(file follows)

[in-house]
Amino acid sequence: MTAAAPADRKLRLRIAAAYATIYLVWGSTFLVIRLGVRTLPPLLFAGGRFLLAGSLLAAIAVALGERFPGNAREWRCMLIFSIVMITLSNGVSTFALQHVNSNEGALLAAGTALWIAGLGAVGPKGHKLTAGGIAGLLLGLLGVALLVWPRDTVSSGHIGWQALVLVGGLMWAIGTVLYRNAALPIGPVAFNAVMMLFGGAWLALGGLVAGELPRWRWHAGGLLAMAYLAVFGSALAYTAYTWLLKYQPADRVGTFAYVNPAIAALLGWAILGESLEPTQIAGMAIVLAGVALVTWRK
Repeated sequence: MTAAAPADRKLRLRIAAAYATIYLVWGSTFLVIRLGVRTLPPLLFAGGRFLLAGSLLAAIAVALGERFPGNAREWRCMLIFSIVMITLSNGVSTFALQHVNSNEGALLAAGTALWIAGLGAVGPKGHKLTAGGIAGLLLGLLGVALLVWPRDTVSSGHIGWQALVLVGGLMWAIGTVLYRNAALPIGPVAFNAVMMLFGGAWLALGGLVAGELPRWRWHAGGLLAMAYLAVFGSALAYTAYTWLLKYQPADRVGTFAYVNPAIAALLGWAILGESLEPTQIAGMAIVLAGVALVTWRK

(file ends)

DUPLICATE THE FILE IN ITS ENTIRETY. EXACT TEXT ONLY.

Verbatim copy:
[in-house]
Amino acid sequence: MTAAAPADRKLRLRIAAAYATIYLVWGSTFLVIRLGVRTLPPLLFAGGRFLLAGSLLAAIAVALGERFPGNAREWRCMLIFSIVMITLSNGVSTFALQHVNSNEGALLAAGTALWIAGLGAVGPKGHKLTAGGIAGLLLGLLGVALLVWPRDTVSSGHIGWQALVLVGGLMWAIGTVLYRNAALPIGPVAFNAVMMLFGGAWLALGGLVAGELPRWRWHAGGLLAMAYLAVFGSALAYTAYTWLLKYQPADRVGTFAYVNPAIAALLGWAILGESLEPTQIAGMAIVLAGVALVTWRK
Repeated sequence: MTAAAPADRKLRLRIAAAYATIYLVWGSTFLVIRLGVRTLPPLLFAGGRFLLAGSLLAAIAVALGERFPGNAREWRCMLIFSIVMITLSNGVSTFALQHVNSNEGALLAAGTALWIAGLGAVGPKGHKLTAGGIAGLLLGLLGVALLVWPRDTVSSGHIGWQALVLVGGLMWAIGTVLYRNAALPIGPVAFNAVMMLFGGAWLALGGLVAGELPRWRWHAGGLLAMAYLAVFGSALAYTAYTWLLKYQPADRVGTFAYVNPAIAALLGWAILGESLEPTQIAGMAIVLAGVALVTWRK